Members of the Tyler City Council said Wednesday they want to ensure local laws, especially those for signage and location, are appropriate. That means some ordinances may be changing in the next few weeks.
“We do want to make sure Tyler is positioned to have the best ordinances possible, to take advantage of the outcome of the election,” Mayor Barbara Bass said. “We will not take a stance on the position.”
State laws govern some provisions associated with alcohol sales, but the community has some regulatory authority on certain issues, such as signage and distance from certain institutions, such as schools and churches, officials said.
The mayor created a special committee earlier this year to examine how much flexibility is allowed by law and determine how Tyler's ordinances compare.
Councilman Mark Whatley chaired the group, which included council members Sam Mezayek and Darryl Bowdre, with input also from City Manager Mark McDaniel.
Whatley said the goal is to be proactive in preparation, not reactive, if the measure passes.
“It will be a huge change for the city of Tyler,” Whatley said. “This is something we've never dealt with before — anyone who lives in Tyler loves the way it looks and feels now.”
The goal is to try and keep it that way while complying with state law, he said.
“We're looking at possibly restricting signs in the windows,” she said. “We do have the ability to regulate size. We already have zoning regulations for signs in windows.”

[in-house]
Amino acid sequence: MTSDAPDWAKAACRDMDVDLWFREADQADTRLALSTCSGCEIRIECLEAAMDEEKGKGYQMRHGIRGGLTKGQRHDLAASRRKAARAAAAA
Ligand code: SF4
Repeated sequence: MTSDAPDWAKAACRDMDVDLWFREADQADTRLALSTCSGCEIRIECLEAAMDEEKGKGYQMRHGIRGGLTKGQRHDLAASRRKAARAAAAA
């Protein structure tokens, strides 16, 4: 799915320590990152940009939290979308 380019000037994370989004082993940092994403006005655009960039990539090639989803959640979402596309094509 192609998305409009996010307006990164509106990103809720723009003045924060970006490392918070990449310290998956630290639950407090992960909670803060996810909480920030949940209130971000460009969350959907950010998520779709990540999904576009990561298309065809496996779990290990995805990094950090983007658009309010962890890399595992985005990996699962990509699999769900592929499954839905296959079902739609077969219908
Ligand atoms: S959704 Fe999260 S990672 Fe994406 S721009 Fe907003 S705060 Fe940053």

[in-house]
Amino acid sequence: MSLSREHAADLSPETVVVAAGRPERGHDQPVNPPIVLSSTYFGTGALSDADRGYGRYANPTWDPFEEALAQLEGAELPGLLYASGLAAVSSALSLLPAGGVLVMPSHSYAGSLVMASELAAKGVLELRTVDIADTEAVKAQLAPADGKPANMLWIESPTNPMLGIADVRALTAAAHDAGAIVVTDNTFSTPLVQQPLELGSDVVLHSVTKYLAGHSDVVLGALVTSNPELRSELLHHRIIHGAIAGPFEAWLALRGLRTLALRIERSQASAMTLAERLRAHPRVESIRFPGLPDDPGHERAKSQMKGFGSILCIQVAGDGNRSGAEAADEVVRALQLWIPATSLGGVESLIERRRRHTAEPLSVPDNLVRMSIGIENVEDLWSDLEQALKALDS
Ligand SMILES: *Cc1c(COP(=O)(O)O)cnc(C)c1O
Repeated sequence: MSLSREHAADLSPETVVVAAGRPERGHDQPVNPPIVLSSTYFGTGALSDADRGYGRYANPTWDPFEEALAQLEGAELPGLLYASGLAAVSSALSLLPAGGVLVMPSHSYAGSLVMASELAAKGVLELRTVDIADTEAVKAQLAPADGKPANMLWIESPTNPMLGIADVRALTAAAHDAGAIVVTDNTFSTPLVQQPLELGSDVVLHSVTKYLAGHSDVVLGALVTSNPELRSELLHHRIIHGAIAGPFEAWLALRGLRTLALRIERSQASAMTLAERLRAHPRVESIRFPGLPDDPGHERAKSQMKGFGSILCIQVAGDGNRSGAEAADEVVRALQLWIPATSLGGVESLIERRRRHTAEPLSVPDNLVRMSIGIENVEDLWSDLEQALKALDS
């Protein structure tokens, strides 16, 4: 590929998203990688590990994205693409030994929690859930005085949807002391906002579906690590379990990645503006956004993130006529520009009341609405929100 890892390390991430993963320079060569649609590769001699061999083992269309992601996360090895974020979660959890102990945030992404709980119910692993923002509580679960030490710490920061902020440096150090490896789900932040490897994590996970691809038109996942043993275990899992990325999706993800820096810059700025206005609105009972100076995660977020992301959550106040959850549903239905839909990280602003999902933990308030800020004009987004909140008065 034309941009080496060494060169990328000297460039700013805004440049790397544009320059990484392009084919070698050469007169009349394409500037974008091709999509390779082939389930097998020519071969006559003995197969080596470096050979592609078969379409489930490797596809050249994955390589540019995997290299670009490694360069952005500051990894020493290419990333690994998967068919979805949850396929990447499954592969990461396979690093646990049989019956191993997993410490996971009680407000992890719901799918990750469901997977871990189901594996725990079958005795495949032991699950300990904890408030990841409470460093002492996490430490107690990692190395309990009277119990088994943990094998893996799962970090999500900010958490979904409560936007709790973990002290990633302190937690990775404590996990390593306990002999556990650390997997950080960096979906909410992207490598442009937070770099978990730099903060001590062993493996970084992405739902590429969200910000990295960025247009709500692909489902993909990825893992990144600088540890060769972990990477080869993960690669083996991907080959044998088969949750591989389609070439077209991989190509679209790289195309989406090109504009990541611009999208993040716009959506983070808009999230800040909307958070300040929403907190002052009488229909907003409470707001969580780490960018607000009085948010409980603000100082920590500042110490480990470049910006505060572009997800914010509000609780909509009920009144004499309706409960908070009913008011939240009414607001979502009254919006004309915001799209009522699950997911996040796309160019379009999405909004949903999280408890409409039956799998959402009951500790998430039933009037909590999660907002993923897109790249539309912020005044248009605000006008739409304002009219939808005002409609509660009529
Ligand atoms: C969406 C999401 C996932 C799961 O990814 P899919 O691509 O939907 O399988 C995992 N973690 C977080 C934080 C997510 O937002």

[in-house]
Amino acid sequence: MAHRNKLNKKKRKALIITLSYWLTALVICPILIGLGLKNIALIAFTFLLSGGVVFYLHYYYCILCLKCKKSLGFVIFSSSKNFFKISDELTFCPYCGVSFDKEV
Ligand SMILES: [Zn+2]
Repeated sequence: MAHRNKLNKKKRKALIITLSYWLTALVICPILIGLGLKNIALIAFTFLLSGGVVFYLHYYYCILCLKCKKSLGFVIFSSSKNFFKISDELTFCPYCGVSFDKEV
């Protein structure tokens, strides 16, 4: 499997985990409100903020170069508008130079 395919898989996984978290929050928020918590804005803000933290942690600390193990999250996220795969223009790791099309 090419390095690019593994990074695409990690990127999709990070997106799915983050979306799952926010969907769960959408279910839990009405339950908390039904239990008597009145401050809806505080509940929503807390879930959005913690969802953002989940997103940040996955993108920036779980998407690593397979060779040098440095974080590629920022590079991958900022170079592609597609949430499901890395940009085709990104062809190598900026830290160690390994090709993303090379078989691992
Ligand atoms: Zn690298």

In terms of location, certain beer and wine sales are not permitted near certain facilities, officials said.
“A 300-foot distance is required from churches, public schools and public hospitals,” Ms. Nick said, noting there are strict guidelines on how distance is measured.
The city is proposing also to include treatment centers, homeless shelters and potential other locations to the list of facilities that cannot be near alcohol sales, records show.
Sales cannot transpire in areas zoned residential, only commercial, she said, noting certain prepackaged sales might require a special use permit.
If alcohol sales are approved, changes to the ordinance would be made prior to canvassing the vote on Nov. 13, McDaniel said.
Earlier this year, the “Buy Local First” special purpose political action committee announced a plan to seek voter approval for legalized sales in Precinct 2, which includes southwestern Tyler, Flint and Bullard, records show.
Voters are being asked to consider two provisions, one being the legal sale of beer and wine for off-premises consumption in places such as grocery and convenience stores.
The second option permits the legal sale of mixed beverages in restaurants by food and beverage certificate holders only. This version was overwhelmingly approved by Tyler voters in 2008, but the current effort would expand sales to areas annexed after 2008 and in Justice Precinct 2.
Early voting for that election started Monday.